When to Budget for Major Home Expenses
How long is your roof going to last? When should you budget for a new furnace? How much should you expect to spend on repairs and maintenance every year? What will insurance cover?
Every situation is different, and the averages can’t predict your expenses. But an understanding of the lifespan of various components of your home can help you prepare and budget for potential major expenses.
Is Your Home a Zoo or a Library?
Do you live alone and do a load or two of laundry every week? Or is your home filled with an active family that’s always opening the refrigerator and running the dishwasher? A quiet home with little activity takes much less of a pounding than one with an active family running around.
We think of appliances as lasting a certain number of years, but heavy or light usage can shorten or lengthen an appliance’s lifespan. Likewise, harsh sun or frequent storms can take a toll on a roof and require replacement sooner.
Older homes also tend to require more repairs and maintenance, so adjust these averages and budget based on your own situation.
How Long Do Appliances Last?
In surveys, homeowners say they expect major appliances to last an average of 10 years. While manufacturers generally agree, Miele and Sub-Zero/Wolf say their appliances should last for 20 years; Speed Queen claims 25.
Different surveys vary, but this is how many years, on average, major systems and appliances tend to last.
- Air Conditioner, Central: 10-15 years
- Air Conditioner, Room: 10 years
- Clothes Dryer: 10-18 years
- Clothes Washer: 8-16 years
- Dishwasher: 9-10 years
- Freezer: 11-20 years
- Furnace, Electric: 15 years
- Furnace, Gas: 18 years
- Furnace, Oil: 20 years
- Garbage Disposal: 12 years
- Heat Pump: 16 years
- Microwave Oven: 5-10 years
- Range, Electric: 13-20 years
- Range, Gas: 15-23 years
- Range Hood: 14 years
- Refrigerator: 13 years
- Trash Compactor: 6-12 years
- Water Heater, Electric: 11 years
- Water Heater, Gas: 10 years
- Water Heater, Tankless: 20 years
This doesn’t mean that those years will be trouble-free since many appliances need repair during their lifetime. The rule of thumb: When the repairs run more than half the cost of replacement, it’s time for a new one.
How Long Do Home Components Last?
More variables come into play when estimating the lives of roofs, windows and other parts of a home. Here are some general guidelines.
- Carpeting: 8-10 years
- Decks, Wooden: 20 years
- Floors, Marble/Slate/Granite: 100 years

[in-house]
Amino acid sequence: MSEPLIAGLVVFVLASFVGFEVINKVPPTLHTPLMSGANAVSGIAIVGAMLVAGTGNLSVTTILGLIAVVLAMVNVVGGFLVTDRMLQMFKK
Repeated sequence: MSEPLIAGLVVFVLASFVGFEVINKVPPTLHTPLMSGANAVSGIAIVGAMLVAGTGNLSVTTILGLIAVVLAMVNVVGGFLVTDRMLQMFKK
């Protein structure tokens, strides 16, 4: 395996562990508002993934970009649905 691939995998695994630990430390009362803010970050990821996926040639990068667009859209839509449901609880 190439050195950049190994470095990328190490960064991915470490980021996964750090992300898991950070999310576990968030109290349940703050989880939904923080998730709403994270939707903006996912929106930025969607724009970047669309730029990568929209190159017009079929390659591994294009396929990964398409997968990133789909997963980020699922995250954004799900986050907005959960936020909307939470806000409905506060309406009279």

- Floors, Vinyl: 50 years
- Floors, Wood: 100 years
- Garage Door Openers: 10-15 years
- Roofs, Asphalt: 20 years
- Roofs, Fiber Cement: 25 years
- Roofs, Slate/Copper/Clay: 50 years
- Roofs, Wood Shakes: 30 years
- Windows, Aluminum: 15-20 years
- Windows, Wood: 30 years
Budgeting for Home Repairs and Maintenance
The easiest way to extend the lives of everything in your home is regular maintenance. Vacuuming carpets and cleaning refrigerator coils may not be your idea of a fun time, but cleaning, oiling and adjusting can add years to the lives of your appliances. So can addressing small problems before they become big ones, such as nailing down or replacing shingles that are starting to curl before your roof leaks.
Experts advise budgeting 1-2% of the purchase price of your home every year for regular repairs and maintenance. A $400,000 home, for instance, would come to $4,000-$8,000 annually. That number will drop if you’re handy and can do some or most of the work yourself.
Will Insurance Pay for It?
A traditional homeowners’ policy won’t cover repairs or replacement costs due to wear and tear. If your roof is damaged by a hailstorm, your insurance company will probably pay for the replacement. If your roof is worn out after 20 years, probably not. When your dishwasher or refrigerator finally gives up the ghost, the cost of a new one is your responsibility.
Many companies sell home maintenance policies/warranties to provide peace of mind by covering all or most of the cost of major repairs or replacement of appliances and home components.
There are dozens of home protection/home warranty plans. In some areas, sellers will offer one as an incentive to potential buyers. The plans vary widely, and typically require an annual fee. Before purchasing one, carefully research plans and costs, as well as complaints and the provider’s reputation.
One last bit of advice: Discuss any upgrades with your insurance partner to make sure you have the right coverage level and to benefit from available discounts.
If you have any questions about your insurance coverage or would like a complimentary review of your existing policies, please call us at 877-576-5200.
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